Court tosses 5-year foreclosure limit – posted by Roy Oppenheim Sunday, April 28th, 2014
With the first serious wave of foreclosures now six years past, some borrowers with aging or abandoned cases were counting on a common contract law that says a person has five years to sue on a debt or give up the right to collect.
While it only pertains to foreclosures in a very specific set of circumstances, the collapse of the state’s largest so-called “foreclosure mill” in 2011 left an estimated 100,000 cases in disarray and an unknown number fitting the right profile.
The idea was if the case gets dismissed — something common if the paperwork was faulty or missing — the lender only had five years to refile or the home could go to the borrower free and clear.
But the 5th District Court of Appeal in Daytona Beach said Friday that the statute doesn’t work like that, and it has asked the Florida Supreme Court to weigh in on the matter, saying it is of “great public importance.”
“I understand they don’t like the idea that people can end up with free houses but this undermines and defies the purpose of a statute of limitations,” said foreclosure defense attorney Roy Oppenheim, who is fighting a high-profile foreclosure deadline case in Boca Raton in which homeowners stand to win a multimillion-dollar waterfront mansion. “This is going to create a bizarre and unintended set of circumstances.”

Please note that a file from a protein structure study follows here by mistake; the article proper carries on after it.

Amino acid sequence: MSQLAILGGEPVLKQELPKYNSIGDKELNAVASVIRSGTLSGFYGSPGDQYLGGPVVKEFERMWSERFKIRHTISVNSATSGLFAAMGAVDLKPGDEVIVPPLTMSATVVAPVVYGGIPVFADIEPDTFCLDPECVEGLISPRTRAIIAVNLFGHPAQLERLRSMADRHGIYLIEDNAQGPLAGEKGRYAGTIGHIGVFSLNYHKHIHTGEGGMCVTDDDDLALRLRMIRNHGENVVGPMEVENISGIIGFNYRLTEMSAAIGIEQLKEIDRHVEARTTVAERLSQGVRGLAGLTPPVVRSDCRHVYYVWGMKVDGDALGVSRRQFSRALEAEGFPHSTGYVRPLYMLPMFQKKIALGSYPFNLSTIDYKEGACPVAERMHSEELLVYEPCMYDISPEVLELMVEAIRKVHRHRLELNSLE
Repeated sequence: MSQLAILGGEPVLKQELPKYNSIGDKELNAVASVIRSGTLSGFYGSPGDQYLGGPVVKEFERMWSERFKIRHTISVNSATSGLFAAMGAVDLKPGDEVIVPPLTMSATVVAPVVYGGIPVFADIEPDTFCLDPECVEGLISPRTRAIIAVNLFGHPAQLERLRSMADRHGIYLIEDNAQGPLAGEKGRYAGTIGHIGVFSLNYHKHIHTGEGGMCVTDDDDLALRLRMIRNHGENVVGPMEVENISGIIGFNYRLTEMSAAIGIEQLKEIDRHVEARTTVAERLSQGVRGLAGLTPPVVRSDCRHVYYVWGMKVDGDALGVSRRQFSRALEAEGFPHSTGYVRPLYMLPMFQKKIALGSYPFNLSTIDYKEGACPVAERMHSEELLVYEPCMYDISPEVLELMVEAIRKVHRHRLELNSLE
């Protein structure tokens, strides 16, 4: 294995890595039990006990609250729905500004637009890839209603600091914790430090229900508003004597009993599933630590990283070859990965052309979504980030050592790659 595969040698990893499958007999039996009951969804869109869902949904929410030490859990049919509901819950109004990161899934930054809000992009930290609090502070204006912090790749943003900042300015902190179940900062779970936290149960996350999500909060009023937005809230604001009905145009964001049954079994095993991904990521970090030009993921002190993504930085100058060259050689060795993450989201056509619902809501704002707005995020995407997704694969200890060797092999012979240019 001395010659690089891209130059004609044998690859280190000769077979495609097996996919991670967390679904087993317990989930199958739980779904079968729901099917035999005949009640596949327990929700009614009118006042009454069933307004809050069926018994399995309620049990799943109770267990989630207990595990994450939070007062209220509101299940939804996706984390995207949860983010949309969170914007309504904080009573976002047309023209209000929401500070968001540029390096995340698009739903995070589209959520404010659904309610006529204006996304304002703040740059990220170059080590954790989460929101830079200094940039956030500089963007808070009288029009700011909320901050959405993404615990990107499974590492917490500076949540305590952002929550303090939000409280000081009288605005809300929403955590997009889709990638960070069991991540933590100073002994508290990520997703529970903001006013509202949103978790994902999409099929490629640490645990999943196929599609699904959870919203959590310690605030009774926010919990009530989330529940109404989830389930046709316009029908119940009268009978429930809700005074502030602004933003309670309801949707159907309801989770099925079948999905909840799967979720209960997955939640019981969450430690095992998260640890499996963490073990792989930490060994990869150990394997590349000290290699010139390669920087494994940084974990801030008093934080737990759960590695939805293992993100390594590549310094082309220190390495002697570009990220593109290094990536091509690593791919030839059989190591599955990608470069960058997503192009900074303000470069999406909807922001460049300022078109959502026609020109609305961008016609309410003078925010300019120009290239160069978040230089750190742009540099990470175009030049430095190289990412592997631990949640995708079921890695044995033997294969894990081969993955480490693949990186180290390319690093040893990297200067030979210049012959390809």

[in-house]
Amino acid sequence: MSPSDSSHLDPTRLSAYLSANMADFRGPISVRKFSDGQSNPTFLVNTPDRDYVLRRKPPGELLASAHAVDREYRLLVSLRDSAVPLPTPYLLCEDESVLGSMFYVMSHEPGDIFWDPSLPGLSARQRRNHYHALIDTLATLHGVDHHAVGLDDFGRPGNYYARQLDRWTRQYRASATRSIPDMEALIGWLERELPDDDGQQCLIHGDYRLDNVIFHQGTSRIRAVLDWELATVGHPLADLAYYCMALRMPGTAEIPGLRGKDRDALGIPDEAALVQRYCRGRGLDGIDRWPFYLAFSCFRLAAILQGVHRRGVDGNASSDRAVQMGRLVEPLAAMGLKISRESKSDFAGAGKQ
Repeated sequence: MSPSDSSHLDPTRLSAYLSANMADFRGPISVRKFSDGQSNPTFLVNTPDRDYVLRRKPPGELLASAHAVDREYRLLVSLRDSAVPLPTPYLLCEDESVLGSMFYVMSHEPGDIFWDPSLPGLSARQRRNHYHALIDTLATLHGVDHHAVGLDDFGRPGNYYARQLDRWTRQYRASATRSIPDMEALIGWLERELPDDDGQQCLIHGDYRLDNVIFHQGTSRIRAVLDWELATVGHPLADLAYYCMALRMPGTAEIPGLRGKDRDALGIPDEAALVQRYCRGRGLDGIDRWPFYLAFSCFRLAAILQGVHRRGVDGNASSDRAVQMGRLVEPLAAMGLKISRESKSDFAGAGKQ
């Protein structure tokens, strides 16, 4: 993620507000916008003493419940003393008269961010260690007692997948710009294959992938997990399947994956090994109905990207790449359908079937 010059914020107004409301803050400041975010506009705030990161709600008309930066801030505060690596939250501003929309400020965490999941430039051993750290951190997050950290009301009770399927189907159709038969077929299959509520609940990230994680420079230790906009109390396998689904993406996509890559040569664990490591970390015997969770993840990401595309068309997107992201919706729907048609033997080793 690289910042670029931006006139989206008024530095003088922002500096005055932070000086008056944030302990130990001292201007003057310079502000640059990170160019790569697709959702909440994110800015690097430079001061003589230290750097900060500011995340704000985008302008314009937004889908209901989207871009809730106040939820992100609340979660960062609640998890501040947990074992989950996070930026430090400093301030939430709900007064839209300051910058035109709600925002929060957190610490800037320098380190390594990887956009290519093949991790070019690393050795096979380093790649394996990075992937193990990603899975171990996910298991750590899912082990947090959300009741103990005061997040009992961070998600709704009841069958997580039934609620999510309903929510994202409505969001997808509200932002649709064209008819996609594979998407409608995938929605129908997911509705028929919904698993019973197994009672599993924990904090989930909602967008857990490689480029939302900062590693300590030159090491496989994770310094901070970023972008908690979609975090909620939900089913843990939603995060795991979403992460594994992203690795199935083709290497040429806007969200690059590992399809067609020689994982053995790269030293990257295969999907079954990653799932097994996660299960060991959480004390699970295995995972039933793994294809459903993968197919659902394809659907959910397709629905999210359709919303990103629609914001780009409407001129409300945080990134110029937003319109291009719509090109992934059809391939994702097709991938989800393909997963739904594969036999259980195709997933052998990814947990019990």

In Friday’s ruling in U.S. Bank National Association v. Patricia J. Bartram, et al., the key issue was when the clock started ticking on the five-year deadline. Many foreclosure defense attorneys agree that happens at the time of “acceleration” — when the bank decides after a series of missed payments that the entire loan amount is due.
That typically occurs when the foreclosure is filed with the court. Bartram’s foreclosure was filed in May 2006 by the Law Offices of David J. Stern, which closed in March 2011 after allegations of wrongdoing.
In May 2011, the court dismissed the foreclosure after the bank missed a conference. “The record does not reflect what was occurring in the bank’s foreclosure case for the intervening almost five years,” Friday’s decision says.
Starts Anew when each mortgage payment is missed:
Eventually, the court canceled the note and mortgage and said the bank no longer could enforce its right to collect the debt. But on appeal, it was decided the five-year deadline to collect started anew when each mortgage payment was missed. That essentially means the bank is under no deadline to refile for the life of the mortgage, plus five years, said attorney Mike Wasylik, who represents Lewis Bartram. Lewis and Patricia Bartram are divorced. ”
This case is really important and has a massive footprint across the state,” Wasylik said. “There are easily thousands of cases this could affect.”